Mason v. James T. Vaughn Correctional Center et al, No. 1:2011cv00325 - Document 18 (D. Del. 2014)

Court Description: MEMORANDUM OPINION. Signed by Judge Gregory M. Sleet on 6/6/14. (cla, )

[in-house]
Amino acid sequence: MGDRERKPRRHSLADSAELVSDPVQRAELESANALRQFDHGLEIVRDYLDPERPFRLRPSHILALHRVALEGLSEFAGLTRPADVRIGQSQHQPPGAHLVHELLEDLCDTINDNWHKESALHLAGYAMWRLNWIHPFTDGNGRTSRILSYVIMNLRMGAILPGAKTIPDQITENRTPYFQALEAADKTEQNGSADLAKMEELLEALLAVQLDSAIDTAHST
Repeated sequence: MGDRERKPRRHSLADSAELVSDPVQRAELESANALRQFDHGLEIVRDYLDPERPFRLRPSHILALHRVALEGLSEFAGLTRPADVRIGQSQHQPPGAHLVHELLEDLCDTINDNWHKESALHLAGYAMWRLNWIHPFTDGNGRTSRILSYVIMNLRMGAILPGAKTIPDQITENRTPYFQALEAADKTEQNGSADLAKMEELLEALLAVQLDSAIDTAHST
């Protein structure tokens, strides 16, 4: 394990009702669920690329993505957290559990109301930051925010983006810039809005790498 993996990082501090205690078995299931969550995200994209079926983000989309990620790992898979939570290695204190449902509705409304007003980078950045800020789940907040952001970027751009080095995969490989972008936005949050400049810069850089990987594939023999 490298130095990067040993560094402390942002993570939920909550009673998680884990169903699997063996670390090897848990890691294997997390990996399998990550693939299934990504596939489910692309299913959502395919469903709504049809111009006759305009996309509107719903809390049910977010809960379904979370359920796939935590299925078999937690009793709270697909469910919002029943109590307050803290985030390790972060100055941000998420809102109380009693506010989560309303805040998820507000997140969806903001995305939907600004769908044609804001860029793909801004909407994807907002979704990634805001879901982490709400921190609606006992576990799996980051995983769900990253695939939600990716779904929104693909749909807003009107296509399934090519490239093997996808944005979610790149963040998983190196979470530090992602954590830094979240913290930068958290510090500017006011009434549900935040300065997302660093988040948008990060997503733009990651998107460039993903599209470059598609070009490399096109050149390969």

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IN THE UNITED STATES DISTRICT COURT FOR THE DISTRICT OF DELAWARE MARQUIS MASON, ) ) ) ) ) ) ) ) ) ) ) Petitioner, v. DAVID PIERCE, Warden, and ATTORNEY GENERAL OF THE STATE OF DELAWARE, Respondents. 1 Civil Action No. 11-325-GMS Marquis Mason. Pro se petitioner. Maria Knoll, Delaware Department of Justice, Wilmington, Delaware. Counsel for respondents. MEMORANDUM OPINION ""~ ~ _""-.J=-~-""--..... ~'---' 2014 Wilmington, Delaware 1 Warden David Pierce replaced Warden Perry Phelps, an original party to this case. See Fed. R. Civ. P. 25(d). Pending before the court is a petition for a writ of habeas corpus pursuant to 28 U.S.C. § 2254 filed by petitioner Marquis Mason ("Mason"). (D.I. 2) For the reasons discussed, the court will deny the petition. I. FACTUAL AND PROCEDURAL BACKGROUND As recounted by the Delaware Supreme Court, the facts leading to Mason's arrest and conviction are as follows: On October 31,2006, Marquis Mason shot and killed Parrish Johnson, in a Wilmington parking lot, after a drug deal went bad. Johnson and a friend, Prentiss Butcher, were in the front seat of Johnson's car. Mason, who was there to buy cocaine, got into the back seat. Mason paid Johnson less than the agreed upon amount, and the two started arguing. Johnson got out of the car and pulled Mason out of the back seat. Johnson grabbed Mason, then put his hands in Mason's pockets trying to take back the drugs and Mason's money. According to Mason, while they were scuffling, Johnson asked Butcher to hand him "that," and Butcher bent down to get something from under the driver's seat. Mason saw that it was a gun, so Mason "reacted fast" and shot Johnson twice. After the shooting, Mason ran away. One week later, the police took Mason into custody and interrogated him. Mason gave almost no direct answers. Instead, he either said that he did not know what the police officer was talking about, or that he knew he had a violation of probation. Whenever Mason said that he was there because of a violation of probation, the police officer corrected Mason and told him that he was being questioned about a murder. At one point, Mason apparently succeeded in irritating the police officer, who said, "if you mention VOP one more time we're walking out of here, right, you're done, do you understand? You're not here for a VOP, you're here for Murder P\ do you understand that?" Mason v. State, 963 A.2d 124, 125 (Del. 2008). Mason was charged with first degree murder, possession of a firearm during the commission of a felony ("PFDCF"), and possession of a deadly weapon by a person prohibited ("PDWPP"). !d. During the trial, Mason testified that he shot Johnson in self-defense. !d. On November 8, 2007, a Delaware Superior Court jury convicted Mason of manslaughter, PFDCF, and PDWPP. !d. at 126. The Superior Court sentenced him to total of twenty-seven years in prison, suspended after twenty-three years for probation. Mason appealed, and Delaware Supreme Court affirmed his conviction. !d. at 127. In June 2009, Mason filed a motion for post-conviction relief under Delaware Superior Court Criminal Rule 61 ("Rule 61 motion"), which was denied on June 28,2010. (D.I. 1 at 1) Mason filed a notice of appeal, and the Delaware Supreme Court dismissed the appeal as untimely. See Mason v. State, 2010 WL 3603588 (Del. Sept. 15, 2010). II. GOVERNING LEGAL PRINCIPLES A. The Antiterrorism and Effective Death Penalty Act of 1996 Congress enacted the Antiterrorism and Effective Death Penalty Act of 1996 ("AEDPA") "to reduce delays in the execution of state and federal criminal sentences ... and to further the principles of comity, finality, and federalism." Woodford v. Garceau, 538 U.S. 202, 206 (2003). Pursuant to AEDP A, a federal court may consider a habeas petition filed by a state prisoner only "on the ground that he is in custody in violation of the Constitution or laws or treaties of the United States." 28 U.S.C. § 2254(a). AEDPA imposes procedural requirements and standards for analyzing the merits of a habeas petition in order to "prevent federal habeas 'retrials' and to ensure that state-court convictions are given effect to the extent possible under law." Bell v. Cone, 535 U.S. 685, 693 (2002). B. Exhaustion and Procedural Default Absent exceptional circumstances, a federal court cannot grant habeas relief unless the petitioner has exhausted all means of available relief under state law. 28 U.S.C. § 2254(b); 2 ' ' O'Sullivan v. Boerckel, 526 U.S. 838, 842-44 (1999); Picardv. Connor, 404 U.S. 270,275 (1971). AEDPA states, in pertinent part: An application for a writ of habeas corpus on behalf of a person in custody pursuant to the judgment of a State court shall not be granted unless it appears that(A) the applicant has exhausted the remedies available in the courts of the State; or (B)(i) there is an absence of available State corrective process; or (ii) circumstances exist that render such process ineffective to protect the rights of the applicant. 28 U.S.C. § 2254(b)(1). The exhaustion requirement is based on principles of comity, requiring a petitioner to give "state courts one full opportunity to resolve any constitutional issues by invoking one complete round ofthe State's established appellate review process." O'Sullivan, 526 U.S. at 844-45; Werts v. Vaughn, 228 F.3d 178, 192 (3d Cir. 2000). A petitioner satisfies the exhaustion requirement by demonstrating that the habeas claims were "fairly presented" to the state's highest court, either on direct appeal or in a post-conviction proceeding, in a procedural manner permitting the court to consider the claims on their merits. Bell v. Cone, 543 U.S. 447, 451 n.3 (2005); Castille v. Peoples, 489 U.S. 346, 351 (1989). A petitioner's failure to exhaust state remedies will be excused if state procedural rules preclude him from seeking further relief in state courts. Lines v. Larkins, 208 F.3d 153, 160 (3d Cir. 2000); see Teague v. Lane, 489 U.S. 288, 297-98 (1989). Although treated as technically exhausted, such claims are nonetheless procedurally defaulted. Lines, 208 F.3d at 160; Coleman v. Thompson,501 U.S. 722,750-51 (1991). Similarly,ifapetitionerpresentsahabeasclaimto the state's highest court, but that court "clearly and expressly" refuses to review the merits of the claim due to an independent and adequate state procedural rule, the claim is exhausted but 3 t i I procedurally defaulted. See Coleman, 501 U.S. at 750; Harris v. Reed, 489 U.S. 255, 260-64 (1989). Federal courts may not consider the merits of procedurally defaulted claims unless the petitioner demonstrates either cause for the procedural default and actual prejudice resulting therefrom, or that a fundamental miscarriage of justice will result if the court does not review the claims. McCandless v. Vaughn, 172 F.3d 255, 260 (3d Cir. 1999); Coleman, 501 U.S. at 75051. To demonstrate cause for a procedural default, a petitioner must show that "some objective factor external to the defense impeded counsel's efforts to comply with the State's procedural rule." Murray v. Carrier, 477 U.S. 478,488 (1986). To demonstrate actual prejudice, a petitioner must show "that [the errors at trial] worked to his actual and substantial disadvantage, infecting his entire trial with error of constitutional dimensions." ld at 494. Alternatively, a federal court may excuse a procedural default if the petitioner demonstrates that failure to review the claim will result in a fundamental miscarriage of justice. Edwards v. Carpenter, 529 U.S. 446,451 (2000); Wenger v. Frank, 266 F.3d 218,224 (3d Cir. 2001). A petitioner demonstrates a miscarriage of justice by showing a "constitutional violation has probably resulted in the conviction of one who is actually innocent." Murray, 477 U.S. at 496. Actual innocence means factual innocence, not legal insufficiency. Bousley v. United States, 523 U.S. 614, 623 (1998). In order to establish actual innocence, the petitioner must present new reliable evidence- not presented at trial- that demonstrates "it is more likely than not that no reasonable juror would have found petitioner guilty beyond a reasonable doubt." House v. Bell, 547 U.S. 518,537-38 (2005); Sweger v. Chesney, 294 F.3d 506,522-24 (3d Cir. 2002). 4 I I, III. DISCUSSION Mason asserts two grounds for relief in his petition: 2 ( 1) defense counsel provided constitutionally ineffective assistance; and (2) the Superior Court committed evidentiary errors during the trial and exhibited prejudice during Mason's post-conviction proceeding. The State I I contends that the court should deny the petition in its entirety because claim one is procedurally barred and claim two asserts state law issues that are not cognizable on federal habeas review. A. Claim One: Ineffective Assistance Mason contends that defense counsel provided ineffective assistance by failing to: (1) present his theory of self-defense during the trial; (2) properly cross-examine his mother and two other witnesses (Butcher and Winn); and (3) call witnesses who would have supported his selfdefense claim. All three of these allegations are procedurally defaulted. First, Mason did not present in his Rule 61 motion or on post-conviction appeal his allegation regarding counsel's failure to raise the issue of self-defense during the trial. Any attempt to present this particular allegation in a new Rule 61 motion would be time-barred under Rule 61(i)(1) and barred as repetitive under Rule 61 (i)(2), which means that this allegation should be treated exhausted but procedurally defaulted. See Kellum v. Pierce,_ F.Supp.2d_, 2014 WL 975698, at *10 (D. Del. Mar. 7, 2014 ). Second, although Mason presented his remaining two ineffective assistance allegations to the Superior Court in his Rule 61 motion, the Delaware Supreme Court denied his postconviction appeal as untimely under Delaware Supreme Court Rule 6(a)(iii). Because this court has consistently ruled that Delaware Supreme Court Rule 6 is an independent and adequate state 2 The court has combined Mason's three separate claims regarding counsel's ineffective assistance into one claim with three subparts. 5 I I I procedural rule precluding federal habeas review, these two remaining ineffective assistance of counsel allegations are also exhausted but procedurally defaulted. See Tribuani v. Phelps, 820 F. Supp. 2d 588, 593 (D. Del. 2011). Given these circumstances, the court cannot review the merits of the three allegations contained in claim one absent a showing of cause for the default, and prejudice resulting therefrom, or upon a showing that a miscarriage of justice will occur if the claim is not reviewed. Mason does not assert, and the court cannot discern, any cause for Mason's default of claim one. In the absence of cause, the court need not address the issue of prejudice. Additionally, Mason's default cannot be excused under the miscarriage of justice exception to the procedural default doctrine, because he has failed to provide new reliable evidence that can establish his actual Innocence. Accordingly, the court will deny claim one as procedurally barred. B. Claim Two: Superior Court Committed Errors During Trial and PostConviction Review It is well-settled that "[s]tate courts are the ultimate expositors of state law," 1 and claims based on errors of state law are not cognizable on habeas review. Estelle v. McGuire, 502 U.S. 62,67-68 (1991). Consequently, "evidentiary errors of states courts are not considered to be of constitutional proportion, cognizable in federal habeas corpus proceedings, unless the error deprives a defendant of fundamental fairness in his criminal trial." See Biscaccia v. Attorney General, 623 F .2d 307, 312 (3d Cir. 1980). Additionally, the "federal role in reviewing an application for habeas corpus is limited to evaluating what occurred in the state or federal proceedings that actually led to the petitioner's actual conviction; what occurred in petitioner's 1 Mullaney v. Wilbur, 421 U.S. 684, 691 (1975). 6 I collateral proceedings does not enter into the habeas calculation." Hassine v. Zimmerman, 160 F.3d 941,954 (3d Cir. 1998). In claim two, Mason contends that the Superior Court erred during his trial by ruling that his mother's testimony was inadmissible hearsay. Mason does not offer any factual or legal to support this allegation, and he does not even assert that this alleged evidentiary error violated his due process rights by depriving him of a fundamentally fair trial. As such, Mason's claim regarding the state court's erroneous evidentiary ruling does not present an issue cognizable on federal habeas review. Mason also contends that the Delaware Superior Court erred by considering defense counsel's Rule 61 affidavit during his post-conviction proceeding even though the affidavit was filed after the Superior Court's filing deadline. This argument fails to assert an issue cognizable on federal habeas review, because it concerns a procedural issue in Mason's collateral proceeding. Accordingly, the court will deny claim two in its entirety because it does not present a proper basis for habeas relief. IV. CERTIFICATE OF APPEALABILITY When a district court issues a final order denying a § 2254 petition, the court must also decide whether to issue a certificate of appealability. See 3d Cir. L.A.R. 22.2 (20 11 ). A certificate of appealability is appropriate when a petitioner makes a "substantial showing of the denial of a constitutional right" by demonstrating "that reasonable jurists would find the district court's assessment of the constitutional claims debatable or wrong." 28 U.S.C. § 2253(c)(2); Slack v. McDaniel, 529 U.S. 473, 484 (2000). If a federal court denies a habeas petition on procedural grounds without reaching the underlying constitutional claims, the court is not 7 required to issue a certificate of appealability unless the petitioner demonstrates that jurists of reason would find it debatable: (1) whether the petition states a valid claim of the denial of a constitutional right; and (2) whether the court was correct in its procedural ruling. !d. The court has concluded that Mason's petition fails to warrant federal habeas relief, and is persuaded that reasonable jurists would not find this conclusion to be debatable. Therefore, the court will not issue a certificate of appealability. V. CONCLUSION For the reasons stated, Mason's petition for habeas relief pursuant to 28 U.S.C. § 2254 is denied without an evidentiary hearing or the issuance of a certificate of appealability. An appropriate order shall issue. 8